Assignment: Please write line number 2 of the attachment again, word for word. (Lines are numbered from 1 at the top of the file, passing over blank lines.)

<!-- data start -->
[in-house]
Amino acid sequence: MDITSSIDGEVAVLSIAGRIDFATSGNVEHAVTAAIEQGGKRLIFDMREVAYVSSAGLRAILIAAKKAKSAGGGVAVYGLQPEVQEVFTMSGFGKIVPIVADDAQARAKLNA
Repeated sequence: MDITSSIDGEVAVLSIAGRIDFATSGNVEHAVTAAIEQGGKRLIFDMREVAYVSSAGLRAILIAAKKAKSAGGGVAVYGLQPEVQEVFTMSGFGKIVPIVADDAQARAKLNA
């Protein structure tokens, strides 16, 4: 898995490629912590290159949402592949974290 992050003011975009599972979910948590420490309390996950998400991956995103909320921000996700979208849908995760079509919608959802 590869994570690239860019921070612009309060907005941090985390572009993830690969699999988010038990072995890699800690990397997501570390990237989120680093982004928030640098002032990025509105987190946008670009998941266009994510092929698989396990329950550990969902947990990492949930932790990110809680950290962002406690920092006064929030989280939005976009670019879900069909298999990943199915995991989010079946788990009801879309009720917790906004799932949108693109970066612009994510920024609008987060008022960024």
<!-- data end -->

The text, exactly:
Amino acid sequence: MDITSSIDGEVAVLSIAGRIDFATSGNVEHAVTAAIEQGGKRLIFDMREVAYVSSAGLRAILIAAKKAKSAGGGVAVYGLQPEVQEVFTMSGFGKIVPIVADDAQARAKLNA